2. Materials and Methods

In this in vitro study, 60 recently extracted intact maxillary premolars, without caries, restoration, cracks, and fracture were collected and placed in 10% formalin solution for disinfection. To simulate periodontium, root surfaces were dipped into melted wax to a depth of 2 mm below the C.E.J to produce a 0.2-to-0.3 layer, and then mounted in polyvinyl plastic cylinders with self-cure acryl 2 mm below the C.E.J. Each tooth was removed from the acryl, and the wax spacer was removed from the root and acryl surfaces. Polyether was placed into the residual space, and teeth were reinserted into the cylinders. Thus, the periodontal ligament was simulated to some extent. For all specimens an operator prepared Class II cavities with a pulpal depth,  mm gingival width,  mm axial height, parallel proximal walls with  mm buccolingual width and occlusal isthmus width one-third of the intercuspal distance. For better harmony among the cavities, a single periodontal probe was used as a guide, and no bevel was performed except for the axiopulpal line-angles. A bur was used to cut four teeth. Materials, compositions, and manufacturers are listed in Table 1.

Table 1: Chemical composition and manufacture of bonding agent and restorative materials used in this study.

Specimens were first divided into two groups of thirty according to the type of composite: Filtek P60 (3 M ESPE Dental Products) and Nulite F (BDT, NSW, Australia). Each group was then divided into three subgroups of ten according to the placement technique.

Bulk technique: cavities were filled with a single increment to restore the final contour and occlusally light-cured for 80 seconds (Figure 1(a)). Centripetal technique: the first increment of composite resin was applied on the gingival floor of the proximal box and packed near the axial wall causing the composite to climb upward in contact with the inner surface of the matrix band. This increment was light-cured, and subsequent layers (2 mm thick) were placed horizontally from the gingival floor toward the occlusal surface to fill the preparation. Each increment was light-cured for 40 seconds (Figure 1(b)). Horizontal incremental with fiber insert: first a composite layer of less than 1 mm thick was placed on the gingival floor. Before curing, a 3 mm piece of fiber insert was condensed in the composite resin to completely contact the gingival floor and the matrix band. Almost 2 mm of each proximal box was restored with composite impregnated fiber. This layer was cured occlusally for 40 seconds. The remainder of the cavity was filled with horizontal increments, and each was cured for 40 seconds (Figure 1(c)). The proportion of the fiber to composite was approximately one-third of each proximal box. In all groups, postcuring was done from the buccal and lingual for 40 seconds after removing the matrix band therefore, Groups 1, 2, and 3 were restored with Filtek P60 and with bulk, centripetal, and horizontal incremental with fiber insert techniques, respectively, and Groups 2, 4, and 6 were restored with Nulite F with bulk, centripetal, and horizontal incremental with fiber insert techniques, respectively. To simulate the clinical conditions, metal matrix bands and the “Tofflemier” matrix holder were used. Single bond (3 M ESPE, St. Paul, MN, USA) was applied in all specimens following the manufacturer’s recommendations, and light curing was done with Optilux 500 (Demetron-Kerr, Orange, CA, USA) with a light intensity of 500 mW/cm2. Ten minutes after the restorative procedure, restorations were finished with a 12-blade finishing bur and polished with rubber points in a low-speed handpiece. The specimens were stored in 37°C distilled water, and then the fracture resistance test was conducted in an instron testing machine (Zwick, Germany). A 4 mm diameter steel sphere was applied on the buccal and lingual cusps of the tested teeth at a cross-head speed of 5 mm/min until the fracture occurred (Figure 2). The force, at which the tooth fractured, was recorded in Newton as the fracture resistance.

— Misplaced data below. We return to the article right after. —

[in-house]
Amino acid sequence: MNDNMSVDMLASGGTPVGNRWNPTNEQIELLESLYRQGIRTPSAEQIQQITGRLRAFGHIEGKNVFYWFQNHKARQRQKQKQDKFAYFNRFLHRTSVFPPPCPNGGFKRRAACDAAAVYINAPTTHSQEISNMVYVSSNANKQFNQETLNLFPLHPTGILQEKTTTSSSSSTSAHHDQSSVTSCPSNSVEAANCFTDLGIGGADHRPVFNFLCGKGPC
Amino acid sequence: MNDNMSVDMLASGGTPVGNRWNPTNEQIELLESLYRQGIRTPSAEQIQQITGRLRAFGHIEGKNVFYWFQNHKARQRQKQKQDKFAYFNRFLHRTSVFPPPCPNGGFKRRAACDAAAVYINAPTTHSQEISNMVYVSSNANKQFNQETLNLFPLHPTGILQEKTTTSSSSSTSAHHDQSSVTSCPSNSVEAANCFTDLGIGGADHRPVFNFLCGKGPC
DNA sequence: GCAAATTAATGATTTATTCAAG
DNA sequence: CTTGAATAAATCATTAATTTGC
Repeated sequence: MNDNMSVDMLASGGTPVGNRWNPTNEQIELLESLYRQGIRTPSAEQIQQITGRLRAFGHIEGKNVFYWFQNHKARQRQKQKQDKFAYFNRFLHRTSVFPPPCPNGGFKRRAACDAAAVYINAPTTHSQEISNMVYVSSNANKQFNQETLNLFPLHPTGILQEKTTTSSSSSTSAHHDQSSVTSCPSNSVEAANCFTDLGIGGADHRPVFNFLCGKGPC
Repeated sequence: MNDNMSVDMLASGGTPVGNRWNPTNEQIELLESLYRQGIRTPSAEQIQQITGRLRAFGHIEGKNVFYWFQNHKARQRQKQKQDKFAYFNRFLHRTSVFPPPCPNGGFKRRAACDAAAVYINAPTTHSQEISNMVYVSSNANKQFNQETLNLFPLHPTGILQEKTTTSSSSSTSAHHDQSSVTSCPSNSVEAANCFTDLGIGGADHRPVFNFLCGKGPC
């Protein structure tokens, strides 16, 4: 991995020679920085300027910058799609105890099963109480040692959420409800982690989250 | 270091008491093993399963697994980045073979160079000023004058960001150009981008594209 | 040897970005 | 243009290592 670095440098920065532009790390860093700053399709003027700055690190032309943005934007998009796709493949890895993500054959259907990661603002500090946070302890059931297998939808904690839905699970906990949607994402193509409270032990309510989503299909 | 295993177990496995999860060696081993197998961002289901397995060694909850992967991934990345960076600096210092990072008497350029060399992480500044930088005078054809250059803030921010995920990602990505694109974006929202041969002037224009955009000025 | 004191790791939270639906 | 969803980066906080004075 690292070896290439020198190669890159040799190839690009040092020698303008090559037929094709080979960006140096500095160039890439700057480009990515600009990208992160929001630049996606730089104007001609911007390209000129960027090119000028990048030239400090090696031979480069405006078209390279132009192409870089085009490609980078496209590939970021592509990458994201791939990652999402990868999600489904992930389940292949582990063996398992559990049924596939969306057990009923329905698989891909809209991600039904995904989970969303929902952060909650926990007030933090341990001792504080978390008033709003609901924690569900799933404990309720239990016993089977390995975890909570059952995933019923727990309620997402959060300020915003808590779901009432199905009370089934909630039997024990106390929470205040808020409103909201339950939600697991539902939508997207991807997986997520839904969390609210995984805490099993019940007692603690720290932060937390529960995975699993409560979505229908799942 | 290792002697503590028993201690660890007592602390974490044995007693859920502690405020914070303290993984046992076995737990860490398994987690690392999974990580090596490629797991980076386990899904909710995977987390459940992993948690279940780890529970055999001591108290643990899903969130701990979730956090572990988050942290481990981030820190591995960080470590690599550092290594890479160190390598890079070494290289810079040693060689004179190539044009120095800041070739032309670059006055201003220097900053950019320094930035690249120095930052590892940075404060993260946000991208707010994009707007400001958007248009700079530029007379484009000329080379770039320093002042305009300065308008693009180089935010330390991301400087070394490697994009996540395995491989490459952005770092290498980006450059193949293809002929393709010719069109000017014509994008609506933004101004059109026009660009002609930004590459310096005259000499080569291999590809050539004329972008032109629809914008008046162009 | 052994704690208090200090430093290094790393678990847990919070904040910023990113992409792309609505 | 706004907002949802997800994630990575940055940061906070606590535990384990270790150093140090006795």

Figure 1: Various placement techniques in experimental groups from buccolingual (BL) or mesiodistaln (MD) view: bulk (a), centripetal (b), and fiber insert (c).
Figure 2: Schematic representation load cell on specimens in buccolingual (BL) view.

3. Results